Real tennis is seldom seen* but if you do happen to find a court then the tambour is a sloping buttress on the hazard end of the court:
(Look, the vocabulary of real tennis is a delight in itself.)
Easier to spot is the tambour which is a pair of hoops, one inside another, that hold a piece of fabric stretched tightly like a drum-skin so you can embroider on it without the whole thing going all puckered or wavy.
The sort of embroidery or lace done on such a frame is called tambour, too.
But tambour doesn't stop there. You have a desk with shutters at the top which part sideways like curtains? Also known as a tambour desk. You can see a circular dome? It's probably supported by a wall called a tambour.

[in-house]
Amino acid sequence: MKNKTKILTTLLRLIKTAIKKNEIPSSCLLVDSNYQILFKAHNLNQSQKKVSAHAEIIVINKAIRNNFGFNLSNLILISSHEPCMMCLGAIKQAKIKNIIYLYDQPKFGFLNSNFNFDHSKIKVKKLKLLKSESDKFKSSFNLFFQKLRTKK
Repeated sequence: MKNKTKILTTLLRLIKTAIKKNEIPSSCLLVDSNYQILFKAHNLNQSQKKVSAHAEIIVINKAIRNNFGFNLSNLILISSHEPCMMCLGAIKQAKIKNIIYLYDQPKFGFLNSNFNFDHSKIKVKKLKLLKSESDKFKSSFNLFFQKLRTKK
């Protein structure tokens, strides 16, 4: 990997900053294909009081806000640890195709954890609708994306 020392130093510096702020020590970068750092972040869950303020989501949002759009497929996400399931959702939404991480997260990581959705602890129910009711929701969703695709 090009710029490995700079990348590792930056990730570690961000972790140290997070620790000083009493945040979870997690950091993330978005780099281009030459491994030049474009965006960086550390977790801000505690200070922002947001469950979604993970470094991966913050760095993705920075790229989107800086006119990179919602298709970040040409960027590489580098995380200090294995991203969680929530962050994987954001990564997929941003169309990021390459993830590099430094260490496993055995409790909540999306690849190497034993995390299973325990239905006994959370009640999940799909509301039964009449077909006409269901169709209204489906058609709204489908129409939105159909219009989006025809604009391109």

That's the Dome of the Rock in Jerusalem.
You can hear a drum? Well, I'm sorry about that, but a tambour is a drum, too. One like this:
Tambour d'Arcole, Sculpture by Jean Barnabé Amy
If in difficulty with this Spot the Frippet, a cake storage tin or hat box can easily be pressed into service as a tambour.
But please note that this blog takes no responsibility for any attack or injury thus evoked.
Spot the Frippet: tambour.This word is French, from tabour, tabor, from the Persian tabīr.
*By real tennis I don't mean the stuff that was played before the days of the Big Serve, but the game played by, for instance, king of England Henry VIII. Real here, as in Real Madrid, means royal.